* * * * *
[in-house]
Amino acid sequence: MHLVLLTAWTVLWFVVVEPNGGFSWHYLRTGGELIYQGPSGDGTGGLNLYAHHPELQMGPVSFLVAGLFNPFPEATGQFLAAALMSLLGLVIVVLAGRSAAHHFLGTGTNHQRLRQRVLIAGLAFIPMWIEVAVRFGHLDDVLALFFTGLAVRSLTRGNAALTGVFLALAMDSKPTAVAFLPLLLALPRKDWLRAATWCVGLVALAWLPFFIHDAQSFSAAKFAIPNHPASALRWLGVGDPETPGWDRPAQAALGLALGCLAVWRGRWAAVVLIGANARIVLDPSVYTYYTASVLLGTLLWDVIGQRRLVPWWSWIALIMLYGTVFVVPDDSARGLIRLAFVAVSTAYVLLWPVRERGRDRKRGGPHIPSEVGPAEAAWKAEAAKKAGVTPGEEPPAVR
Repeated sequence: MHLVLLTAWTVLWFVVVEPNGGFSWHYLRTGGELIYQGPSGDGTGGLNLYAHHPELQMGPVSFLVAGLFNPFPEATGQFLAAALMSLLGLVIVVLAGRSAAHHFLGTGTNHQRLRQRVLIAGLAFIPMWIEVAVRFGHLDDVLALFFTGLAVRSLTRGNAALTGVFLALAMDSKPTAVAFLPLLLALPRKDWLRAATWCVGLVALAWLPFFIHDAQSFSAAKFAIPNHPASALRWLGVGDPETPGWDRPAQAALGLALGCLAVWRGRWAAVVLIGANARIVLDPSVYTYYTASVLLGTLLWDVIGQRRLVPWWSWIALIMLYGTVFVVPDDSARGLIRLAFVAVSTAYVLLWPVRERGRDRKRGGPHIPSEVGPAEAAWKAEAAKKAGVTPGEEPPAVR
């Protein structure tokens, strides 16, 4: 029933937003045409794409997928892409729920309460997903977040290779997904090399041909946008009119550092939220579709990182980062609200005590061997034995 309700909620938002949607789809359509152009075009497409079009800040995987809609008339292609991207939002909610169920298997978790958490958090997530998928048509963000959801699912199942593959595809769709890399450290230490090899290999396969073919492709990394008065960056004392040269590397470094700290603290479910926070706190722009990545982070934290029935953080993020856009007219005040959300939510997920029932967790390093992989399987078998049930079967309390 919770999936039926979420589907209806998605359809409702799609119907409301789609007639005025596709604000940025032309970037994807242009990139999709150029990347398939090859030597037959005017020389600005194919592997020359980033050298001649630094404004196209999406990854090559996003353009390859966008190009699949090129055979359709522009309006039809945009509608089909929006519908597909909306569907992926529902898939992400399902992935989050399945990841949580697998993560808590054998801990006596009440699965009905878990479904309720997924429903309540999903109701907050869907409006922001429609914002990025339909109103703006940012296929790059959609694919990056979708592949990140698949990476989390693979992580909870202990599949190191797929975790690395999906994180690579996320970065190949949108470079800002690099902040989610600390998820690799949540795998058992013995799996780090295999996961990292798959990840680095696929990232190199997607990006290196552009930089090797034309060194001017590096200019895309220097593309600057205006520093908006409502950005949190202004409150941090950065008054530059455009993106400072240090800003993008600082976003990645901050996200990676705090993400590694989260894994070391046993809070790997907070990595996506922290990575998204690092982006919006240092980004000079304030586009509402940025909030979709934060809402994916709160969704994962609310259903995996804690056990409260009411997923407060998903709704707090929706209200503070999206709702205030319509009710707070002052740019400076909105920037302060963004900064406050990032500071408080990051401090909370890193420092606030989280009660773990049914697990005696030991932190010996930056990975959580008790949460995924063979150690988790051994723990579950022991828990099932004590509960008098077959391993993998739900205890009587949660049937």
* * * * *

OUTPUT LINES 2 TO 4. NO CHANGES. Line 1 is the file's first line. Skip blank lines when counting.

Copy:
Amino acid sequence: MHLVLLTAWTVLWFVVVEPNGGFSWHYLRTGGELIYQGPSGDGTGGLNLYAHHPELQMGPVSFLVAGLFNPFPEATGQFLAAALMSLLGLVIVVLAGRSAAHHFLGTGTNHQRLRQRVLIAGLAFIPMWIEVAVRFGHLDDVLALFFTGLAVRSLTRGNAALTGVFLALAMDSKPTAVAFLPLLLALPRKDWLRAATWCVGLVALAWLPFFIHDAQSFSAAKFAIPNHPASALRWLGVGDPETPGWDRPAQAALGLALGCLAVWRGRWAAVVLIGANARIVLDPSVYTYYTASVLLGTLLWDVIGQRRLVPWWSWIALIMLYGTVFVVPDDSARGLIRLAFVAVSTAYVLLWPVRERGRDRKRGGPHIPSEVGPAEAAWKAEAAKKAGVTPGEEPPAVR
Repeated sequence: MHLVLLTAWTVLWFVVVEPNGGFSWHYLRTGGELIYQGPSGDGTGGLNLYAHHPELQMGPVSFLVAGLFNPFPEATGQFLAAALMSLLGLVIVVLAGRSAAHHFLGTGTNHQRLRQRVLIAGLAFIPMWIEVAVRFGHLDDVLALFFTGLAVRSLTRGNAALTGVFLALAMDSKPTAVAFLPLLLALPRKDWLRAATWCVGLVALAWLPFFIHDAQSFSAAKFAIPNHPASALRWLGVGDPETPGWDRPAQAALGLALGCLAVWRGRWAAVVLIGANARIVLDPSVYTYYTASVLLGTLLWDVIGQRRLVPWWSWIALIMLYGTVFVVPDDSARGLIRLAFVAVSTAYVLLWPVRERGRDRKRGGPHIPSEVGPAEAAWKAEAAKKAGVTPGEEPPAVR
């Protein structure tokens, strides 16, 4: 029933937003045409794409997928892409729920309460997903977040290779997904090399041909946008009119550092939220579709990182980062609200005590061997034995 309700909620938002949607789809359509152009075009497409079009800040995987809609008339292609991207939002909610169920298997978790958490958090997530998928048509963000959801699912199942593959595809769709890399450290230490090899290999396969073919492709990394008065960056004392040269590397470094700290603290479910926070706190722009990545982070934290029935953080993020856009007219005040959300939510997920029932967790390093992989399987078998049930079967309390 919770999936039926979420589907209806998605359809409702799609119907409301789609007639005025596709604000940025032309970037994807242009990139999709150029990347398939090859030597037959005017020389600005194919592997020359980033050298001649630094404004196209999406990854090559996003353009390859966008190009699949090129055979359709522009309006039809945009509608089909929006519908597909909306569907992926529902898939992400399902992935989050399945990841949580697998993560808590054998801990006596009440699965009905878990479904309720997924429903309540999903109701907050869907409006922001429609914002990025339909109103703006940012296929790059959609694919990056979708592949990140698949990476989390693979992580909870202990599949190191797929975790690395999906994180690579996320970065190949949108470079800002690099902040989610600390998820690799949540795998058992013995799996780090295999996961990292798959990840680095696929990232190199997607990006290196552009930089090797034309060194001017590096200019895309220097593309600057205006520093908006409502950005949190202004409150941090950065008054530059455009993106400072240090800003993008600082976003990645901050996200990676705090993400590694989260894994070391046993809070790997907070990595996506922290990575998204690092982006919006240092980004000079304030586009509402940025909030979709934060809402994916709160969704994962609310259903995996804690056990409260009411997923407060998903709704707090929706209200503070999206709702205030319509009710707070002052740019400076909105920037302060963004900064406050990032500071408080990051401090909370890193420092606030989280009660773990049914697990005696030991932190010996930056990975959580008790949460995924063979150690988790051994723990579950022991828990099932004590509960008098077959391993993998739900205890009587949660049937």